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Lewis & Clark's Columbia River - "200 Years Later"
"Ridgefield, Washington"
Includes ... Ridgefield ... "Shobert's Landing" ... "Union Ridge" ... U-Haul ...
Image, 2005, Visit Ridgefield sign, click to enlarge
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"Visit Ridgefield, Lewis & Clark Did - TWICE" sign. Image taken, July 24, 2005.


Ridgefield, Washington ...
Ridgefield, Washington, is located 2 miles east of the Columbia River at River Mile (RM) 89.5. Between the community and the river lies the Ridgefield National Wildlife Refuge, a location Lewis and Clark camped at both on their journey to the Pacific, and again upon their return. Separating Ridgefield from the Refuge is Lake River, who source is Vancouver Lake, located to the south. North lies the Lewis River and the community of Woodland, Washington. From the "ridge" at Ridgefield, views into Oregon can be seen with views of Bachelor Island and the Wildlife Refuge located below the ridge.

Lewis and Clark and Ridgefield ...
Lewis and Clark spent two nights in the Ridgefield area. The first, on November 4, 1805, was south of today's Ridgefield at a location we now call Post Office Lake. The second camp was on March 29, 1806, during their journey back home. The men camped north of Ridgefield in a meadow near a Cathlapotle Indian Village. Today both locations are a part of the Ridgefield National Wildlife Refuge.

Image, 2007, Ridgefield, Washington, click to enlarge
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Lewis and Clark information kiosk, Ridgefield, Washington. Image taken, March 25, 2007.
Image, 2007, Ridgefield, Washington, click to enlarge
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Sacajawea and Seaman, Lewis and Clark information kiosk, Ridgefield, Washington. Image taken, March 25, 2007.
Image, 2007, Ridgefield, Washington, click to enlarge
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Seaman, Lewis and Clark information kiosk, Ridgefield, Washington. Image taken, March 25, 2007.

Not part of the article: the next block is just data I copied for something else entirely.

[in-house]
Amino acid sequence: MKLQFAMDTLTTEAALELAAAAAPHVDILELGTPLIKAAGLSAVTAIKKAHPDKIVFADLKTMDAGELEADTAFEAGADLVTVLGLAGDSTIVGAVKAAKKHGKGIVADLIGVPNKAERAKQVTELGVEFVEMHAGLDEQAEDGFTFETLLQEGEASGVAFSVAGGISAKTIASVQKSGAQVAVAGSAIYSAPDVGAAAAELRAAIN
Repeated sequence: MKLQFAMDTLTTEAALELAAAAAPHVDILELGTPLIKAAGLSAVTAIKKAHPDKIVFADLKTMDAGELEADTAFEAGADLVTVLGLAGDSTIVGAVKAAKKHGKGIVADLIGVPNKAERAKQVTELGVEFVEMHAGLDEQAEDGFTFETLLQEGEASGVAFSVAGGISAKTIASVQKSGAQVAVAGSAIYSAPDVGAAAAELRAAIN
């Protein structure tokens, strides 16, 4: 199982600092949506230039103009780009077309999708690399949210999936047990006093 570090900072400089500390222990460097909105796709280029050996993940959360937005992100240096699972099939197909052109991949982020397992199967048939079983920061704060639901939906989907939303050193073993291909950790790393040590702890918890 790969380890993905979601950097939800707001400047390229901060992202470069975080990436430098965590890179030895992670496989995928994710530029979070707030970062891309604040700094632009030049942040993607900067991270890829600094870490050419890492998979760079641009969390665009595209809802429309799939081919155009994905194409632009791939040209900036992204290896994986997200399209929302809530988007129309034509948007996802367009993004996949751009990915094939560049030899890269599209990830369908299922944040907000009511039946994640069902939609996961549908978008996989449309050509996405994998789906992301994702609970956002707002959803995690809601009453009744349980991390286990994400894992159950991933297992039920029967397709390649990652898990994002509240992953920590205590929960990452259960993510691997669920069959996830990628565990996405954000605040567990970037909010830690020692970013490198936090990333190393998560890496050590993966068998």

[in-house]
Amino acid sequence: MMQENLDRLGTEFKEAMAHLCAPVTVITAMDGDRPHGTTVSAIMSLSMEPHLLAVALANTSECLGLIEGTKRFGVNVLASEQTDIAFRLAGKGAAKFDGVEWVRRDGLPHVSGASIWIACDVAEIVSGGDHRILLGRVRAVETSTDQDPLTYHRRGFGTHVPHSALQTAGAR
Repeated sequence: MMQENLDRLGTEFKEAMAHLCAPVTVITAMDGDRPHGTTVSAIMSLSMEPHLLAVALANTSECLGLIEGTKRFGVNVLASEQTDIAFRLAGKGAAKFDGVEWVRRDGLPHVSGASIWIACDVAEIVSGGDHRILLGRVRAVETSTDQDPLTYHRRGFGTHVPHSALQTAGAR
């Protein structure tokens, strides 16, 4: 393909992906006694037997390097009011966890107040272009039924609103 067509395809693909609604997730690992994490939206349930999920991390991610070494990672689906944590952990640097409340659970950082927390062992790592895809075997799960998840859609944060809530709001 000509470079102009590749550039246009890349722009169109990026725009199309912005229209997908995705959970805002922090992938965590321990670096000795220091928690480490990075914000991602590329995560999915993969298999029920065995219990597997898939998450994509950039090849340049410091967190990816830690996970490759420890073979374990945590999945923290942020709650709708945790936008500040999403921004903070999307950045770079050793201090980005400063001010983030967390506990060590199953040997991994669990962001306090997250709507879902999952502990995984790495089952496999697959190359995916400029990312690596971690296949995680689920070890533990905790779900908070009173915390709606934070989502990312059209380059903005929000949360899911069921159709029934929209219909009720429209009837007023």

Early Ridgefield ...
"The first Euro-American to settle in what would later become the town of Ridgefield was Irish immigrant James Carty, who took up residence on Lake River in 1839. After Congress passed the U.S. Donation Land Claim Act in 1850, more settlers arrived. In 1849, bachelors Stillman Hendrick, B.O. Teal, and George Thing settled on the island across Lake River from Carty's land claim, thereby giving "Bachelor Island" its name. They were followed by Arthur Quigley in 1852 and Frederick Shobert in 1853. Both Quigley and Shobert established mud landings on their properties adjoining Lake River where river steamers could offload their goods and take on loads of farm products. Thus, "Shobert's Landing" became the common name for the area for the next 10 years. Ferry crossings were also established in the 1850s. James Carty began running a ferry service across Lake River in 1851.

The little community got its next name, "Union Ridge", during the Civil War. According to a reporter who visited the area in 1875, this was because "all the settlers, save one, were outspoken Union men". When the first post office was established in 1865, the name became official. An 1886-1887 gazetteer listed Union Ridge as "a post village on Lake river ... Settled in 1853. Ships farm produce. Population, 65." It had a general store and post office run by Stephen Shobert, and a church.